What Can Be Learned From Stephen King On Finding Inspiration
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What Can Be Learned From Stephen King On Finding Inspiration

What Can Be Learned From Stephen King On Finding Inspiration
Stephanie Lawton -Flickr

When one reads a novel by Stephen King or watches one of the many film, television or stage adaptations of his works, they may wonder how he manages to think of his vivid and interesting stories. At first, it might seem that these ideas must come out of some otherworldly portal that Stephen King keeps in a shoe box in his closet. However, in reality, many of Stephen King's stories come from the much more realistic place, real life experience (that shoe box thing would be cool though). When considering how he comes up with his ideas, Stephen King seems to be the perfect example of how fiction writers find inspiration in their lives.

"Thinner," a 1984 novel written by Stephen King (under the pseudonym Richard Bachman) is about an obese man who, after being cursed by an old woman, finds himself unable to stop losing weight. Now Stephen King was never cursed by an old woman, but he was told by his doctor once that he needed to lose weight or he risked having a heart attack. He did lose weight, but didn't really want to and felt that he was being forced to do it. This made him think about what it would be like if someone was unable to control their weight loss. A few creepy additions later, Stephen King had an idea for a book.

Another novel by Stephen King that has basis in real life events is "Misery." Like many Stephen King novels, "Misery's" main character is a writer. More specifically, a writer that finds himself trapped in the home of a fan who demands he write a novel that brings her favorite character of his back to life. Like "Thinner," this exact thing never happened to Stephen King, but he has felt pressure to write what his fans want and not what he wants. Ever since King became well known as a horror writer, his dedicated fan base have demanded that he write horror, and only horror. In 1984, King decided that he wanted to write a fantasy novel. The result, "The Eyes of the Dragon," was well-acclaimed by critics but viewed as childish and not a real Stephen King novel by some of his fans. This pressure from his fans to write horror ended up becoming one of the inspirations for "Misery."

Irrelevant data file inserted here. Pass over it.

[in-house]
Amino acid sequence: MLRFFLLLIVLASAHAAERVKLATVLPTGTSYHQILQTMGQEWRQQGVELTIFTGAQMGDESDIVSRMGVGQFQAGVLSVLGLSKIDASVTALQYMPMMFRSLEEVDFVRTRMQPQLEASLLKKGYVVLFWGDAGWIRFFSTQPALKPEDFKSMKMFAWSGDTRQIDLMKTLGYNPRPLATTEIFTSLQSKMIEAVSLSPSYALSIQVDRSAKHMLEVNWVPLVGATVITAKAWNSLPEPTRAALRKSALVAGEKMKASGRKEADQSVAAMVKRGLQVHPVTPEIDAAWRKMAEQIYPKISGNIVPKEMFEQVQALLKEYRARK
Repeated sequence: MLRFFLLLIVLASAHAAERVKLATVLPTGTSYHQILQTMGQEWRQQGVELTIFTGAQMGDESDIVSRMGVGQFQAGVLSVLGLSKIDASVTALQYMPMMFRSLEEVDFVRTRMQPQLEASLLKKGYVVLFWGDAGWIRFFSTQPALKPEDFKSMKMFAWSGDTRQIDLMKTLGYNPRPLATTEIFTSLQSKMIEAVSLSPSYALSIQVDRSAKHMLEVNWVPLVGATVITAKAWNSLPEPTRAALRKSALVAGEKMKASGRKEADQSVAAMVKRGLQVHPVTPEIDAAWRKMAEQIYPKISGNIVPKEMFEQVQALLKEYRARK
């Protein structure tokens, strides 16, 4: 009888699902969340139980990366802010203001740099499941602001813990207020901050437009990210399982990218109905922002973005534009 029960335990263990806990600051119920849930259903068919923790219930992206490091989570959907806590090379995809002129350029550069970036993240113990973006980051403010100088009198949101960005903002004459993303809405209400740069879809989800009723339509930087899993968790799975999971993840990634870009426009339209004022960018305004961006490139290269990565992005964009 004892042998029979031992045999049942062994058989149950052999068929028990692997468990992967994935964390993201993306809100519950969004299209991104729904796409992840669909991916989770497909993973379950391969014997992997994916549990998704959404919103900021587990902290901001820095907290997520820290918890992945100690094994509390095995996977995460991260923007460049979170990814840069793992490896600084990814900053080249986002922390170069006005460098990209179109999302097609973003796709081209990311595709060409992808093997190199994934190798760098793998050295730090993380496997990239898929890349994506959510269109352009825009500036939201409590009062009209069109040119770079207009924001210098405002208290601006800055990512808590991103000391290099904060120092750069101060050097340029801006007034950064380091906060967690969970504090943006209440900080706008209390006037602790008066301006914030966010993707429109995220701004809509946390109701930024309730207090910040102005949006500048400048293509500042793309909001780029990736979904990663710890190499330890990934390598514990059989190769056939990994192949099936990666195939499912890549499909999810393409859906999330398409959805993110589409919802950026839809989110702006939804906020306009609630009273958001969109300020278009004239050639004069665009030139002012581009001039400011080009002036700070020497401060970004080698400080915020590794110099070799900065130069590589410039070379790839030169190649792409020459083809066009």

While Stephen King doesn't write about his real life per se. He often draws inspiration from his experiences as an author and just as a human being. Any writer that finds themselves struggling to come up with an idea could follow King's example, think about what they know and just change the circumstances until it's interesting enough to spread out into a four-hundred page novel and hopefully an Academy Award-winning film adaptation.

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This article has not been reviewed by Odyssey HQ and solely reflects the ideas and opinions of the creator.

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